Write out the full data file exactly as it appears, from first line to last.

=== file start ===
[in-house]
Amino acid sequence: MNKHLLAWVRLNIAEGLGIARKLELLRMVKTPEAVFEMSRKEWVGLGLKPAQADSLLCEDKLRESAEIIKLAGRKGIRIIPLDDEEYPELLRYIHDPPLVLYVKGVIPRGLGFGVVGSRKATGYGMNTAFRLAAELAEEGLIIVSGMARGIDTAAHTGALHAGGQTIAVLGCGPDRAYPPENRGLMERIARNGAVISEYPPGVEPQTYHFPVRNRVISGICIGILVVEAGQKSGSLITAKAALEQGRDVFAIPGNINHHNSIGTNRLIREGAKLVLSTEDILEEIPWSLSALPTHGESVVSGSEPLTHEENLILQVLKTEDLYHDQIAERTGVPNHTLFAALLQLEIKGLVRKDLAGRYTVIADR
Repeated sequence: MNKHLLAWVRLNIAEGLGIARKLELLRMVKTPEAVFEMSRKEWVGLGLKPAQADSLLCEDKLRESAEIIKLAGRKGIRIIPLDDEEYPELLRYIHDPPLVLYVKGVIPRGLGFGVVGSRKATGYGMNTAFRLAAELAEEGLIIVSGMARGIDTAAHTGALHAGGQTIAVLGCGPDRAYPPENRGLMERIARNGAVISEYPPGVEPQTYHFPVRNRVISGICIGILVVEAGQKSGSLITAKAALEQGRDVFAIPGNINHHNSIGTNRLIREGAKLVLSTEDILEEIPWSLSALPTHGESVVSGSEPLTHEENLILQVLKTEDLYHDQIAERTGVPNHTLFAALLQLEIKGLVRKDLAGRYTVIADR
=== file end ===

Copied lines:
[in-house]
Amino acid sequence: MNKHLLAWVRLNIAEGLGIARKLELLRMVKTPEAVFEMSRKEWVGLGLKPAQADSLLCEDKLRESAEIIKLAGRKGIRIIPLDDEEYPELLRYIHDPPLVLYVKGVIPRGLGFGVVGSRKATGYGMNTAFRLAAELAEEGLIIVSGMARGIDTAAHTGALHAGGQTIAVLGCGPDRAYPPENRGLMERIARNGAVISEYPPGVEPQTYHFPVRNRVISGICIGILVVEAGQKSGSLITAKAALEQGRDVFAIPGNINHHNSIGTNRLIREGAKLVLSTEDILEEIPWSLSALPTHGESVVSGSEPLTHEENLILQVLKTEDLYHDQIAERTGVPNHTLFAALLQLEIKGLVRKDLAGRYTVIADR
Repeated sequence: MNKHLLAWVRLNIAEGLGIARKLELLRMVKTPEAVFEMSRKEWVGLGLKPAQADSLLCEDKLRESAEIIKLAGRKGIRIIPLDDEEYPELLRYIHDPPLVLYVKGVIPRGLGFGVVGSRKATGYGMNTAFRLAAELAEEGLIIVSGMARGIDTAAHTGALHAGGQTIAVLGCGPDRAYPPENRGLMERIARNGAVISEYPPGVEPQTYHFPVRNRVISGICIGILVVEAGQKSGSLITAKAALEQGRDVFAIPGNINHHNSIGTNRLIREGAKLVLSTEDILEEIPWSLSALPTHGESVVSGSEPLTHEENLILQVLKTEDLYHDQIAERTGVPNHTLFAALLQLEIKGLVRKDLAGRYTVIADR